Billing of government and private insurance programs utilize numerical codes that identify the specific procedure or service being performed. For every necessary procedure, government health care programs assign a dollar amount it will pay. Up-coding occurs when a health care provider submits claims for health care services that represent a more serious and/or more expensive procedure than what was actually performed. Up-coding is a form of health care fraud and may be a violation of the False Claims Act.

Services Not Rendered

Billing for services not rendered is a form of health care fraud that consists of submitting claims for health care services that were never rendered.

Ghost Patients

Ghost patients are patients who either do not exist or who never received the service or item billed for in the claim. Submitting claims for health care services of ghost patients are a form of health care fraud.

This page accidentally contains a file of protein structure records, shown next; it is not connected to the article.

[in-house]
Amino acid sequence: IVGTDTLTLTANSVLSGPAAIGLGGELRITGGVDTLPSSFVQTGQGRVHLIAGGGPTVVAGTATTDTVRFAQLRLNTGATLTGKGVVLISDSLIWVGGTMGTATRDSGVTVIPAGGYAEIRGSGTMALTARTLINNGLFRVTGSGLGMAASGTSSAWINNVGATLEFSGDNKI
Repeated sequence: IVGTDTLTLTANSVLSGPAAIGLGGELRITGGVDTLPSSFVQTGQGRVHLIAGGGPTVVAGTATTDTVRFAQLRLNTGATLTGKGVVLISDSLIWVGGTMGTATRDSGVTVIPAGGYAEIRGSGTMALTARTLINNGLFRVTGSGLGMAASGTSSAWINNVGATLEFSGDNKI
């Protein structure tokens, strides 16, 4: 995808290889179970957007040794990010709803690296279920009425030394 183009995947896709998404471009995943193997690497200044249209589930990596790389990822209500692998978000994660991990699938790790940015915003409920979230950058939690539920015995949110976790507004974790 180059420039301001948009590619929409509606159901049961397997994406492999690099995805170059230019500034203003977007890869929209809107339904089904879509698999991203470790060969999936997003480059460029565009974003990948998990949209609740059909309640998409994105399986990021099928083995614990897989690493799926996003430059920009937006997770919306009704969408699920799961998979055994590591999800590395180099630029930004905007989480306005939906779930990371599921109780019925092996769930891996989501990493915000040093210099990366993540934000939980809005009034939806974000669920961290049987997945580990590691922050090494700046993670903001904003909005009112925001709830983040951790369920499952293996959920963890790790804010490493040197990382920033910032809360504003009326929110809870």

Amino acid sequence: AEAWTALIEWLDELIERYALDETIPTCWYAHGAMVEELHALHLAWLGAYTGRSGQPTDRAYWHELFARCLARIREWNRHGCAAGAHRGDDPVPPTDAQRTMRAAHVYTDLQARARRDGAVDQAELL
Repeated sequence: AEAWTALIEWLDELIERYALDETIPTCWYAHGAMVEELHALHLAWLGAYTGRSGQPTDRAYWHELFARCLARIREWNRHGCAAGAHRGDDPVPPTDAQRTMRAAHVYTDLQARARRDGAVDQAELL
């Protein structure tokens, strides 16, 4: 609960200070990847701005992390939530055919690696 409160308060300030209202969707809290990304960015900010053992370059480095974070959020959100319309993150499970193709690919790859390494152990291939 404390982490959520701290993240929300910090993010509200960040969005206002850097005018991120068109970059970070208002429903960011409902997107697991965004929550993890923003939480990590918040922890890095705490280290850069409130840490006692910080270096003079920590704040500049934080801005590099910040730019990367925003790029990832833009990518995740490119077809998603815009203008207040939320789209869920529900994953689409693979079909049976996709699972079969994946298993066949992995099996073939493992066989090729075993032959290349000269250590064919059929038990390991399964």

Inflating Cost Reports

Medicare reimburses hospitals and health care institutions for certain costs for the treatment of particular patients. These hospitals and health care institutions are required to file Cost Reports with Medicare. One common type of health care fraud has been for hospitals or health care institutions to inflate the costs on their Medicare Cost Reports, or to otherwise falsify information on these cost reports to maximize Medicare reimbursement. Cost report fraud scenarios may include falsely inflating costs related to patient care; seeking reimbursement for costs that are not related to patient care; seeking reimbursement for costs for non-Medicare patients; and improperly manipulating statistics.

Medicare Part D Fraud